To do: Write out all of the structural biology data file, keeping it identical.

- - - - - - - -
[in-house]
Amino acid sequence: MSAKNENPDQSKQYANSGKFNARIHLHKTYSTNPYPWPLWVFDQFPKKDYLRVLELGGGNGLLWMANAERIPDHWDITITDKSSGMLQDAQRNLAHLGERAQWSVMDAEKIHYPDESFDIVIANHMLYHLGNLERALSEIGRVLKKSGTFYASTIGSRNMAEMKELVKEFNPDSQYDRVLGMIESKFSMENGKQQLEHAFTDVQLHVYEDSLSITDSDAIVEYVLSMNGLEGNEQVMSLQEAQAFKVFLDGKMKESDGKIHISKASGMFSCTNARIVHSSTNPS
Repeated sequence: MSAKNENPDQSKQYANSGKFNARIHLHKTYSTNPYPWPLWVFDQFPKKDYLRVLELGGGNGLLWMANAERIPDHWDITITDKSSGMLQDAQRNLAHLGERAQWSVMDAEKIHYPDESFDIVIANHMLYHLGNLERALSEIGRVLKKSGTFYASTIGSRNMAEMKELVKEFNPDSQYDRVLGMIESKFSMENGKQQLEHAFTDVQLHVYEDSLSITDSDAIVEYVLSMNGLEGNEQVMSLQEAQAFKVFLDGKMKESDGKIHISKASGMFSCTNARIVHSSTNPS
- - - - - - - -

[in-house]
Amino acid sequence: MSAKNENPDQSKQYANSGKFNARIHLHKTYSTNPYPWPLWVFDQFPKKDYLRVLELGGGNGLLWMANAERIPDHWDITITDKSSGMLQDAQRNLAHLGERAQWSVMDAEKIHYPDESFDIVIANHMLYHLGNLERALSEIGRVLKKSGTFYASTIGSRNMAEMKELVKEFNPDSQYDRVLGMIESKFSMENGKQQLEHAFTDVQLHVYEDSLSITDSDAIVEYVLSMNGLEGNEQVMSLQEAQAFKVFLDGKMKESDGKIHISKASGMFSCTNARIVHSSTNPS
Repeated sequence: MSAKNENPDQSKQYANSGKFNARIHLHKTYSTNPYPWPLWVFDQFPKKDYLRVLELGGGNGLLWMANAERIPDHWDITITDKSSGMLQDAQRNLAHLGERAQWSVMDAEKIHYPDESFDIVIANHMLYHLGNLERALSEIGRVLKKSGTFYASTIGSRNMAEMKELVKEFNPDSQYDRVLGMIESKFSMENGKQQLEHAFTDVQLHVYEDSLSITDSDAIVEYVLSMNGLEGNEQVMSLQEAQAFKVFLDGKMKESDGKIHISKASGMFSCTNARIVHSSTNPS